Common Tools Support a Variety Of Departmental Projects

The three broad areas of research in Computational Chemistry – Quantum Chemistry, Molecular Dynamics, and Informatics – are all represented on OrangeGrid, Syracuse University’s High Throughput Computing (HTC) environment. Within the Department of Chemistry alone, quantum chemistry tools have been used to study a diverse array of projects such as the coordination chemistry of alkali and alkali earth metal complexes (K. Ruhlandt), the binding of bioconjugates to transport proteins for therapeutic applications (R. Doyle), nanoscale self-assembly on boron nitride thin films and the electronic properties of aromatic molecular clusters (J. Spencer), molecular crystal structure formation and molecular electronics (B. Hudson), and the development of new computational tools to support the study of functional molecules and nanoscale materials (A. Chakraborty).

One area of computational chemistry that has seen considerable development in the last decade is the application of quantum chemical tools to the study of molecular solids. While the underlying mathematics of solid-state chemistry have existed for decades, the study of molecular solids is particularly challenging – the high-level descriptions of electrons and their behavior are multiplied by the need to account for the interactions between molecules in their highly-ordered, periodic crystal environments.

When Significant Resource Needs Produce Significant Results

Dr. Timothy Korter, Professor and Chair of the Department of Chemistry, was among the first to demonstrate that the application of solid-state computational chemistry for the study of molecular behavior is a necessity for correctly interpreting experimental data. The Korter Group is highly regarded for their contributions to the field of Terahertz (THz) Spectroscopy – a branch of Physical Chemistry that exploits the low-frequency infrared spectrum for the study of large-scale motions of molecules and the motions between molecules in liquid and solid phases.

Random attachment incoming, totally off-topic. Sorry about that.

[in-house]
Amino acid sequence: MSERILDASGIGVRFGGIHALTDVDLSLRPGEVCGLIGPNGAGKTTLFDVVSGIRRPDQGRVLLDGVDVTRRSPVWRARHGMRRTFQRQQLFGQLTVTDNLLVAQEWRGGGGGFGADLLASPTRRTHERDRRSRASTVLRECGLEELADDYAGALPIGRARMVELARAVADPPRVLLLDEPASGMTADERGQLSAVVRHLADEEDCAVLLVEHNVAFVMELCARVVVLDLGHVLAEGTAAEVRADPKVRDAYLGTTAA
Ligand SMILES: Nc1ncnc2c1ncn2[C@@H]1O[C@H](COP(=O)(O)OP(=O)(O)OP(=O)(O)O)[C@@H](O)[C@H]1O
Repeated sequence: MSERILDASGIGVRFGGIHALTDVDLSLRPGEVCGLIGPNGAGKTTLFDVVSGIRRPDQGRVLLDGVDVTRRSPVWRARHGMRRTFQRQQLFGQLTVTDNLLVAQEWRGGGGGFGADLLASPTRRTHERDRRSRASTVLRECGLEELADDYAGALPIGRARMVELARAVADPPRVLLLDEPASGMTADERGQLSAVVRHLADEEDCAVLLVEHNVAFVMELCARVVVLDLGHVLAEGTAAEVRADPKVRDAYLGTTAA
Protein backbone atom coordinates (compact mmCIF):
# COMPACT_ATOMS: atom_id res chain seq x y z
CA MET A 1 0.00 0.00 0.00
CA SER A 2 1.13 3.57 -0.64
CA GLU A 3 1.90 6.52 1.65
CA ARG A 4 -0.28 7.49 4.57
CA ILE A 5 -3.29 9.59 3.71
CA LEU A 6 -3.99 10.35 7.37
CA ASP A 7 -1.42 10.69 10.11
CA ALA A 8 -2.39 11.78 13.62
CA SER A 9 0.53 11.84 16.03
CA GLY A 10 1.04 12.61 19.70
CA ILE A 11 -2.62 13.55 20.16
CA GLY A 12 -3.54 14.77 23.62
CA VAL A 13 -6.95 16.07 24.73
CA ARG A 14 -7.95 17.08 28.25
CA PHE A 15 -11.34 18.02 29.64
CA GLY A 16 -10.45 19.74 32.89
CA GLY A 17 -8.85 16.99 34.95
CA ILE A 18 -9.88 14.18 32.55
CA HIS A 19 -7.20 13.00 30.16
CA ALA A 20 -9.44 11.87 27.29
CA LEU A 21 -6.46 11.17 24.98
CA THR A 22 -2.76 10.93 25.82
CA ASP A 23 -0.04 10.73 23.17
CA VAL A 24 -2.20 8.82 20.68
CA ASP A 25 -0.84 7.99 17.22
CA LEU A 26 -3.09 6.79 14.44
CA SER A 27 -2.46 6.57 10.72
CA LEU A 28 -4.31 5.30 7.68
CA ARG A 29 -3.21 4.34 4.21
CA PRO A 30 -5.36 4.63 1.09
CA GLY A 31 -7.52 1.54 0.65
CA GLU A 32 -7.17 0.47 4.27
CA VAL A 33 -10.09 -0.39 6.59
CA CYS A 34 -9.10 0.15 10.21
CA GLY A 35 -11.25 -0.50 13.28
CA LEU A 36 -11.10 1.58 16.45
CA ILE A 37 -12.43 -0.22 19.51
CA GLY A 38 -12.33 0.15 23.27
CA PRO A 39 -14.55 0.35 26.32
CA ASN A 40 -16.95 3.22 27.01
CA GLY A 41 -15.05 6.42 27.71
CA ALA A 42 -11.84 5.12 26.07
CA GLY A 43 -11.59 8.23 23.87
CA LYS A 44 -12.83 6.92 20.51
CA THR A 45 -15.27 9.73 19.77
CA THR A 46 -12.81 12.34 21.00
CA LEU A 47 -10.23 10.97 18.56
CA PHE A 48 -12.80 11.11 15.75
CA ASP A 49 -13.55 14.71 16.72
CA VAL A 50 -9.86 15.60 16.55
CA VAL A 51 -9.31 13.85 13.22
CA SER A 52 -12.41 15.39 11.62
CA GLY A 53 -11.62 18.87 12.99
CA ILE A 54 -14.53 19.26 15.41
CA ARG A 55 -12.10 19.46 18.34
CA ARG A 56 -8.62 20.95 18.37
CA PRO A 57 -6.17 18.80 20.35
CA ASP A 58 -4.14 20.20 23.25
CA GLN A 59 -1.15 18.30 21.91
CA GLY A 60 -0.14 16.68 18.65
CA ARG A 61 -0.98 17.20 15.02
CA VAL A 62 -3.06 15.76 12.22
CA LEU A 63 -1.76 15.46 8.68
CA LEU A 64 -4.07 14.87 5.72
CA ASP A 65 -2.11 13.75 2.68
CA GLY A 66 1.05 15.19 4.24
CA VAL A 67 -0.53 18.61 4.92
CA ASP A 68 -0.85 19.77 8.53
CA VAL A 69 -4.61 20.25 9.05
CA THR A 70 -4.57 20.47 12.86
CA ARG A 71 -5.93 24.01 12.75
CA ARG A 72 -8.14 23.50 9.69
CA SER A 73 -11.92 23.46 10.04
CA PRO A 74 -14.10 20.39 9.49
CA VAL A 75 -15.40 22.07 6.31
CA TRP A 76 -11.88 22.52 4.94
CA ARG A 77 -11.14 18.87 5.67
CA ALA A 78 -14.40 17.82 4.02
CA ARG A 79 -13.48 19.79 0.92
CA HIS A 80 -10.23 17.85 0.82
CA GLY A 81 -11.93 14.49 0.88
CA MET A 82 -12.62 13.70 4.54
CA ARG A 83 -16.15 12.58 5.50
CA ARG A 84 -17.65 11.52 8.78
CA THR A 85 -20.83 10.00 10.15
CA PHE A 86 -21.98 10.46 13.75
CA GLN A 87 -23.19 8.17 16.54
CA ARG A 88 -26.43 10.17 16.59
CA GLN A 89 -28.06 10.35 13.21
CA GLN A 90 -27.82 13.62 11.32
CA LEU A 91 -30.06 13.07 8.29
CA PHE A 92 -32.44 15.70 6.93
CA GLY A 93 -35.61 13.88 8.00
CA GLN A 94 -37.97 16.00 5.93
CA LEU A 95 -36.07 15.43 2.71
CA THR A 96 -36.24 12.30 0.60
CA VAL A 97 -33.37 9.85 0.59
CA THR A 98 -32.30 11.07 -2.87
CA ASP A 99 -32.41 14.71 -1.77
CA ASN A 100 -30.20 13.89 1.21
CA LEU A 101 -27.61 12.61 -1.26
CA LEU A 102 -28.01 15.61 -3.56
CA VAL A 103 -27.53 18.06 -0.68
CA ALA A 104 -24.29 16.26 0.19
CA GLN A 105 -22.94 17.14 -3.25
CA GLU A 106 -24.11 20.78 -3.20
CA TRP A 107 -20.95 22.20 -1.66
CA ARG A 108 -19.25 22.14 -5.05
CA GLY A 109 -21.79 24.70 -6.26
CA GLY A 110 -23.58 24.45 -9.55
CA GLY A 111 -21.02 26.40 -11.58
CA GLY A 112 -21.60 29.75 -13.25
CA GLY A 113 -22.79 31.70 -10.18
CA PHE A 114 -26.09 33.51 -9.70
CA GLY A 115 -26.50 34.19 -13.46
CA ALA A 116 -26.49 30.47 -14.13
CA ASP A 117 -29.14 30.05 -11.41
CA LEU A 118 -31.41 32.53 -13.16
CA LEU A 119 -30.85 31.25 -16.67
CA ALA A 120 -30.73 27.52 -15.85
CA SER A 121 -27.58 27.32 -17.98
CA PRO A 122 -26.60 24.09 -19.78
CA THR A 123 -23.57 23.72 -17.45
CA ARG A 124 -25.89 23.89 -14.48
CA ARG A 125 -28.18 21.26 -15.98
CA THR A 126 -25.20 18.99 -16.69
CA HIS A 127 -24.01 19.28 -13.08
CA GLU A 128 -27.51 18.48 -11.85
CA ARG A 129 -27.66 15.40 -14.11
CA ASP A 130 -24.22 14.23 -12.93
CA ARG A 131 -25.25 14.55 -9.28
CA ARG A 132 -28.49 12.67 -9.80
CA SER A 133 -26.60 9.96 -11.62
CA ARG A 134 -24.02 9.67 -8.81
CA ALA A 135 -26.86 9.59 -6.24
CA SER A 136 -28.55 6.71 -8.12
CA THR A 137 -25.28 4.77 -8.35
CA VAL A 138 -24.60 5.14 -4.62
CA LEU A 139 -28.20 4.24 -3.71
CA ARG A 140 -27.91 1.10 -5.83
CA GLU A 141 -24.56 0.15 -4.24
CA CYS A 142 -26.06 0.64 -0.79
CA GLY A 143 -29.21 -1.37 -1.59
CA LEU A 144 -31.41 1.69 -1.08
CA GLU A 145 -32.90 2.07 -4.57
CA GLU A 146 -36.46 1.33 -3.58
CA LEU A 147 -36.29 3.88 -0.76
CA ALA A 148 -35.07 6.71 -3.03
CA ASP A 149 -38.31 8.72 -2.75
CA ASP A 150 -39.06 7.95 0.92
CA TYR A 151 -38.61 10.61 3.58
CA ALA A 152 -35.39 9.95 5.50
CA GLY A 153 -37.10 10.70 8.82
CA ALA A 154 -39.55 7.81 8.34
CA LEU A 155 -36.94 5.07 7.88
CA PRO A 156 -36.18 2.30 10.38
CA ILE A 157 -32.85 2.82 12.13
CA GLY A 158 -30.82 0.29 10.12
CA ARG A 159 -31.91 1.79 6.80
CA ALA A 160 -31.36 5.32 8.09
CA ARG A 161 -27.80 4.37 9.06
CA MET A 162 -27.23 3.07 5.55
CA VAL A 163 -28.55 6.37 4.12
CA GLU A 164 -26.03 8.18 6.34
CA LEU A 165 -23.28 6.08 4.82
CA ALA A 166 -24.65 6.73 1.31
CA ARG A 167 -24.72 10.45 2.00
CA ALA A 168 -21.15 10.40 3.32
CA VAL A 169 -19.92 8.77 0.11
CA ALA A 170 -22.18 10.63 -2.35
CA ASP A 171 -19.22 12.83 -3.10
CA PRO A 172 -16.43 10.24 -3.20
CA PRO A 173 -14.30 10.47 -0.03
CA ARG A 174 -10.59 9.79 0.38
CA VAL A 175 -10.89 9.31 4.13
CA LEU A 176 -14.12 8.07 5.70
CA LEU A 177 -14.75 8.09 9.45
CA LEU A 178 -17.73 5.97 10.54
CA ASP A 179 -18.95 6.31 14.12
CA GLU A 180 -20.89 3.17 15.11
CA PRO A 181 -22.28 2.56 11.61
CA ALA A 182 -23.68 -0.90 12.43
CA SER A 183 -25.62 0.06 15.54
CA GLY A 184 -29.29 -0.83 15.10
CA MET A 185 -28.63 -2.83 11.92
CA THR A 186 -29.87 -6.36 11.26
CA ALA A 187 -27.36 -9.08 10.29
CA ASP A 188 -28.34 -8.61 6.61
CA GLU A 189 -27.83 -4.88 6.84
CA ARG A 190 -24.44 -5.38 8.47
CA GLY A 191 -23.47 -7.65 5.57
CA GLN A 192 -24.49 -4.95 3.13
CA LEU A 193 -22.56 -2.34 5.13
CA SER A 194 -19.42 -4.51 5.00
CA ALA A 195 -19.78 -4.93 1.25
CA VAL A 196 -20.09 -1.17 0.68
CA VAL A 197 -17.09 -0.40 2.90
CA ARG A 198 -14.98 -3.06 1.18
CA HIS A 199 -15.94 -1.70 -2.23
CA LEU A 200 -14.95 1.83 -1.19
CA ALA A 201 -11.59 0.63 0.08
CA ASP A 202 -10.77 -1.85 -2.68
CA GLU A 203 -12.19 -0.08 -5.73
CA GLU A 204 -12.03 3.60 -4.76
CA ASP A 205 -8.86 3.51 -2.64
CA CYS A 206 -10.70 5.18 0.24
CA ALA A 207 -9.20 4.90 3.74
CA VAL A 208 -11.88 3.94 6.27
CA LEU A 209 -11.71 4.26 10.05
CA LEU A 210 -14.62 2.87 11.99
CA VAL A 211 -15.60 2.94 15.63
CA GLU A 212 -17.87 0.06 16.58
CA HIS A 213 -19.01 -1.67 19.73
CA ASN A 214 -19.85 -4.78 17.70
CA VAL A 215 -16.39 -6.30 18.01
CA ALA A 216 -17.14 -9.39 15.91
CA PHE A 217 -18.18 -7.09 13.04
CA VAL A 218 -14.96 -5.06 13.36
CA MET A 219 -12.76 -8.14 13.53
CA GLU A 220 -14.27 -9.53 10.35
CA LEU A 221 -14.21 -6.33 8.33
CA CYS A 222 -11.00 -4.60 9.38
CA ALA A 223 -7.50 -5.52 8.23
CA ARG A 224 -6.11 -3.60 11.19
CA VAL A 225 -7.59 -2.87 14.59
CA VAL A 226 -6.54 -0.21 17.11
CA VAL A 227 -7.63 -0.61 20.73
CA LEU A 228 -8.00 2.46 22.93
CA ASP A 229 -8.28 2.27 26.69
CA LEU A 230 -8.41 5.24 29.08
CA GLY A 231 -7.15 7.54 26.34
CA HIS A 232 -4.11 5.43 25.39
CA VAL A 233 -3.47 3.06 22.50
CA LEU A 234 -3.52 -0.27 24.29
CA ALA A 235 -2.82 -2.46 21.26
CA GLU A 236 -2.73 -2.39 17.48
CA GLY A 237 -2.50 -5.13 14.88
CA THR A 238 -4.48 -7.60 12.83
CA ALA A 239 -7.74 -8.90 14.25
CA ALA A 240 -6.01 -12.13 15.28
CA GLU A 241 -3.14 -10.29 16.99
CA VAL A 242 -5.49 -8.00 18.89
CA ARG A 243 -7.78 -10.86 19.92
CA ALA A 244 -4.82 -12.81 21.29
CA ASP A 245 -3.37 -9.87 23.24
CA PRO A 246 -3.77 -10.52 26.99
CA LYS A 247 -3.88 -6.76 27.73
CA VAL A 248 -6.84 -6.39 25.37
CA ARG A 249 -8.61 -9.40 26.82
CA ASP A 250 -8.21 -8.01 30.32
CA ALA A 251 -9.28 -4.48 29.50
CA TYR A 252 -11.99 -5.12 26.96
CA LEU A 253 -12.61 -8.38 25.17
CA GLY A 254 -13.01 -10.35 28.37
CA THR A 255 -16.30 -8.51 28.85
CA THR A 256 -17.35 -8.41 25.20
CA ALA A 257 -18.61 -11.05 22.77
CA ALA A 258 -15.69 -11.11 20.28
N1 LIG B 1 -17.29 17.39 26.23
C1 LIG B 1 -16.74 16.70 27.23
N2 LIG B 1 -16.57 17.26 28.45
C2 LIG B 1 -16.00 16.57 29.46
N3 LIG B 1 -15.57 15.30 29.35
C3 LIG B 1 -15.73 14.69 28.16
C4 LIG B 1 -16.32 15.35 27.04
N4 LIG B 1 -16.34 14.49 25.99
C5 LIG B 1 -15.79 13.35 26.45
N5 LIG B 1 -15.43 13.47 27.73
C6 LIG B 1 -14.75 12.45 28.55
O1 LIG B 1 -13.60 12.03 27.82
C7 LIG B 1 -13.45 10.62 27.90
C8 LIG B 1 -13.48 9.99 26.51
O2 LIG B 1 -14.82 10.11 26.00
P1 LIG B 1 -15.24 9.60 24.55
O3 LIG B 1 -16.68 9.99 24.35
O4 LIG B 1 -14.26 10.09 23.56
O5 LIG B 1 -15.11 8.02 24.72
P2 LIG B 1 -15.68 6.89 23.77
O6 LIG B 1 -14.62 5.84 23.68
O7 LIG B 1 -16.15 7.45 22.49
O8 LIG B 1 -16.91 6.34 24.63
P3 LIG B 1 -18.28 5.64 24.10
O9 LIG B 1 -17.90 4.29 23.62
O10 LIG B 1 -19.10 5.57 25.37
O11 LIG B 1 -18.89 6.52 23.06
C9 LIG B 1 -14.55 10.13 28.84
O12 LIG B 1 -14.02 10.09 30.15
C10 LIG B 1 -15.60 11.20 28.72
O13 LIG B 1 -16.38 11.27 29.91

HMX Crystal
The isolated-molecule spectrum of HMX (red) is inaccurate in both the number and positions of prominent measured THz peaks (black). The solid-state treatment of beta-HMX (blue, green fit) produced a simulated spectrum accurate enough for assignment of significant observed features.

Their first solid-state computational study, involving the simulation of the THz spectrum of crystalline HMX, revealed that this spectrum contained features which could not be reproduced by the study of the individual HMX molecules alone. Prominent features in the calculated solid-state spectrum were found to arise entirely from the relative motions of molecules in the solid, in excellent agreement with experimental data. This highly-cited study laid the groundwork for future solid-state THz simulations, but also showed the limits of the state-of-the-art in computer hardware for providing researchers a predictive tool in the study of solid-state intermolecular interactions. Simply put, these calculations could only be performed on small chemical systems because the necessary theoretical accuracy to interpret these spectra could only be achieved after many weeks of dedicated compute time for a single molecular crystal.